The standard weapons in the fight against cancer surgery, chemotherapy and radiation may soon be joined by something far simpler: exercise. New research shows that regular physical activity helps reduce the risk of recurrence of breast cancer and slows the advance of prostate cancer.


In a few years, exercise will probably be prescribed regularly for cancer rehabilitation, said Melinda Irwin, an expert on cancer and exercise at Yale University School of Medicine. Personal trainers may join oncologists, surgeons and radiologists as members of the cancer-treatment team. Exercise will become a "targeted therapy, similar to chemotherapy or hormonal therapy," Irwin said.


Any regular physical activity the equivalent of a 30-minute walk, five times a week will do. "Don't think you have to work up a sweat or train for a marathon to benefit," Irwin said.


Exercise offers many other advantages: It fights the fatigue caused by cancer treatment, calms anxiety and helps survivors feel better about themselves and their bodies.


Some personal trainers now specialize in working with cancer patients, and more will soon be certified through a program of the American College of Sports Medicine. The Ridgewood YMCA offers a 12-week strength-training and fitness program for cancer patients and survivors.


There are 10 million cancer survivors in the United States, 22% of them women who have had breast cancer, 17% of them men who've had prostate cancer.


Heart attack patients are now routinely put on exercise plans. But workouts for cancer patients are neither prescribed by doctors nor covered by health insurance.


"We're where cardiac rehab was 20 years ago," Irwin said. Once exercise was shown through research to prevent fatal heart attacks, 12 weeks of rehabilitation became the standard of care for most heart patients. In fact, many hospitals opened cardiac rehab centers. One day, that will probably happen with cancer patients.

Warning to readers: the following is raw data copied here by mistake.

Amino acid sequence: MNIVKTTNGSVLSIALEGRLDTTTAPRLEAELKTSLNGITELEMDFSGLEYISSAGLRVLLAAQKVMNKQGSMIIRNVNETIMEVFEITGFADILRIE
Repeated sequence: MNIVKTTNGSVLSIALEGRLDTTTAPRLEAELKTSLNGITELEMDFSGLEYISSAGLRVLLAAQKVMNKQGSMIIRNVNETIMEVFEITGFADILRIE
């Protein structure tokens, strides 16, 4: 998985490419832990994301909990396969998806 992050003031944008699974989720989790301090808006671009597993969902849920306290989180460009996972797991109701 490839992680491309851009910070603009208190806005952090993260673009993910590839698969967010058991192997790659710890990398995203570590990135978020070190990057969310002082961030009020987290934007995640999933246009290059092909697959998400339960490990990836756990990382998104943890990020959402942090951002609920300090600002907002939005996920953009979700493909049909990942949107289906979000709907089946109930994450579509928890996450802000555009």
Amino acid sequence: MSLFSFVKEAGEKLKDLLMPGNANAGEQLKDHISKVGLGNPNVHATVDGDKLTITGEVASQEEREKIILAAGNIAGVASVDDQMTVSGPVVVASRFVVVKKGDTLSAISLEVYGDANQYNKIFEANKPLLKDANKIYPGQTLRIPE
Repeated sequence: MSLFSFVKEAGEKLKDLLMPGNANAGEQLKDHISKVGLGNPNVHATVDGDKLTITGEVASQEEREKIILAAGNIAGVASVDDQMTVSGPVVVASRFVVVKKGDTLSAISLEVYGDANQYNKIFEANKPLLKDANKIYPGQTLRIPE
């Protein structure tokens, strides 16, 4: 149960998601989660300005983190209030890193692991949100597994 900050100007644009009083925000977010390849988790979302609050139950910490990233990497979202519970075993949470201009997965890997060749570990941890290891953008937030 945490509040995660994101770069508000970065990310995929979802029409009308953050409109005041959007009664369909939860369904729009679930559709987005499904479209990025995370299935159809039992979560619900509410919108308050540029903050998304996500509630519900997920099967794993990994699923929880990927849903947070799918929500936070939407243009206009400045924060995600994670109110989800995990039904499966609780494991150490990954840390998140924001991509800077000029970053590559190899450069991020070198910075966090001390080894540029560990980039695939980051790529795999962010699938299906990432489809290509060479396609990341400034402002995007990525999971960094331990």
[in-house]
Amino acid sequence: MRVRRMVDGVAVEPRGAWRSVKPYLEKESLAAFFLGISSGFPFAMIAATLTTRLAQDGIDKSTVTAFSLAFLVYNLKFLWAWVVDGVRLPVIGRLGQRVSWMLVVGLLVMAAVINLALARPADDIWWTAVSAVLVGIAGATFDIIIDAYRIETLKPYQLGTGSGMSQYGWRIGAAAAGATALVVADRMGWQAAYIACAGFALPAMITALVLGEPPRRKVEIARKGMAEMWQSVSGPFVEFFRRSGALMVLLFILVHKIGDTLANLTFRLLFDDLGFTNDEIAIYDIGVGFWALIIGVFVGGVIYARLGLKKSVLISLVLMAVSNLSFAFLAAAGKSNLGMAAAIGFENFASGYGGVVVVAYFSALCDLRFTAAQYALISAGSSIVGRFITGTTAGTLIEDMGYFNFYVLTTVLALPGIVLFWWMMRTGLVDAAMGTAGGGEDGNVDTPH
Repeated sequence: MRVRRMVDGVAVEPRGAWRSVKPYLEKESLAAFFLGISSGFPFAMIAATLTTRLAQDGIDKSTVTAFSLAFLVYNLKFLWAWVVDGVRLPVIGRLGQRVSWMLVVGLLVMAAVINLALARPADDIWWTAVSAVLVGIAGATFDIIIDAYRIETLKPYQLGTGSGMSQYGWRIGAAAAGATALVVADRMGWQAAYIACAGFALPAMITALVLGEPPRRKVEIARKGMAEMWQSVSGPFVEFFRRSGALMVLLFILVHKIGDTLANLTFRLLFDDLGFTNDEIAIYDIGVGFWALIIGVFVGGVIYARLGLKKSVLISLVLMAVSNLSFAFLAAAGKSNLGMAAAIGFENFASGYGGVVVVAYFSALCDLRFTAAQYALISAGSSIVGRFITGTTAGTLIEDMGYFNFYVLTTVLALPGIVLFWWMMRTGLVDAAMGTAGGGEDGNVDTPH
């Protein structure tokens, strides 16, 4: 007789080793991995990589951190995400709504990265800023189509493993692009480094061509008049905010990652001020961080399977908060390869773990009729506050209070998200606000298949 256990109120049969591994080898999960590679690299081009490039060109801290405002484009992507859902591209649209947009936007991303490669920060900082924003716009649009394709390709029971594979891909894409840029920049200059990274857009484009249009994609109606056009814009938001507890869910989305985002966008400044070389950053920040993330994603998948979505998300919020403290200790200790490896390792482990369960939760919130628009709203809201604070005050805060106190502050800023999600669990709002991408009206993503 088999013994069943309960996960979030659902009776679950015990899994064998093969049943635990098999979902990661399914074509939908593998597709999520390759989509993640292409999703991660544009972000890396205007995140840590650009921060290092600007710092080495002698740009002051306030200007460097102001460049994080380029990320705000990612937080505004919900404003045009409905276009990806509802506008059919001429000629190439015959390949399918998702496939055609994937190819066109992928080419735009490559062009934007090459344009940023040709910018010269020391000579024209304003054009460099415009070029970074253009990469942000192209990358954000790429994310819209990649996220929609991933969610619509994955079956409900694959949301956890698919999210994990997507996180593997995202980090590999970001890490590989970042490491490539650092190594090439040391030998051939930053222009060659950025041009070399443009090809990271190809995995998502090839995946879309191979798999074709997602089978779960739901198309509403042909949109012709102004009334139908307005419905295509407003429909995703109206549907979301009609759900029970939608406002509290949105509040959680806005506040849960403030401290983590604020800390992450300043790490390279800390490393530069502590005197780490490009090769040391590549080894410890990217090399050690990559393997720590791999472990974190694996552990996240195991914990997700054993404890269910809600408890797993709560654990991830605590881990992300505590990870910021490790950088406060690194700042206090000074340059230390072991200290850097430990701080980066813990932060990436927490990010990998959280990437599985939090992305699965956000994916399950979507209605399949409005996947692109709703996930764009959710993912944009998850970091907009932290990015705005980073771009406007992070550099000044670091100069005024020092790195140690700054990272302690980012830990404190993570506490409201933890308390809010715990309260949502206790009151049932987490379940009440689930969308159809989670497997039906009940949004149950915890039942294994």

Researchers are working to understand how physical activity helps fight cancer. Their findings so far suggest that exercise:


       Reduces blood levels of insulin, a substance in the body that causes cells to divide and grow more quickly. Women with high levels of insulin have a slightly higher risk of breast cancer and a much higher rate of recurrence and death.

       Helps repair infection-fighting T-cells, restoring the immune system after it has been damaged by chemotherapy.

       Reduces levels of circulating estrogen and testosterone, two hormones linked with breast, endometrial and prostate cancers. Even with medication to suppress estrogen production, some estrogen is stored in fat cells. Exercise may help by converting fat to muscle.

       Prevents weight gain and promotes weight loss, important because obesity is associated with lower rates of survival for many forms of cancer. For women with breast cancer, obesity at the time of diagnosis, and weight gain afterwards, are associated with worse outcomes. The heavier and less active a person is, the more likely her cancer will return.


Most of the scientific work so far has focused on women with breast cancer, simply because there are so many. But studies have also shown exercise has positive effects for survivors of colorectal and prostate cancers. Among men older than 65, three hours of vigorous activity a week was associated with a decline in death from prostate cancer.


Exercise is now considered so beneficial that cancer experts are even encouraging patients to begin or resume exercise while treatment is under way. Workouts might need to be scaled back in intensity and pace, but "evidence strongly suggests that exercise is not only safe and feasible during cancer treatment, but that it can also improve physical functioning and some aspects of quality of life," according to the American Cancer Society.


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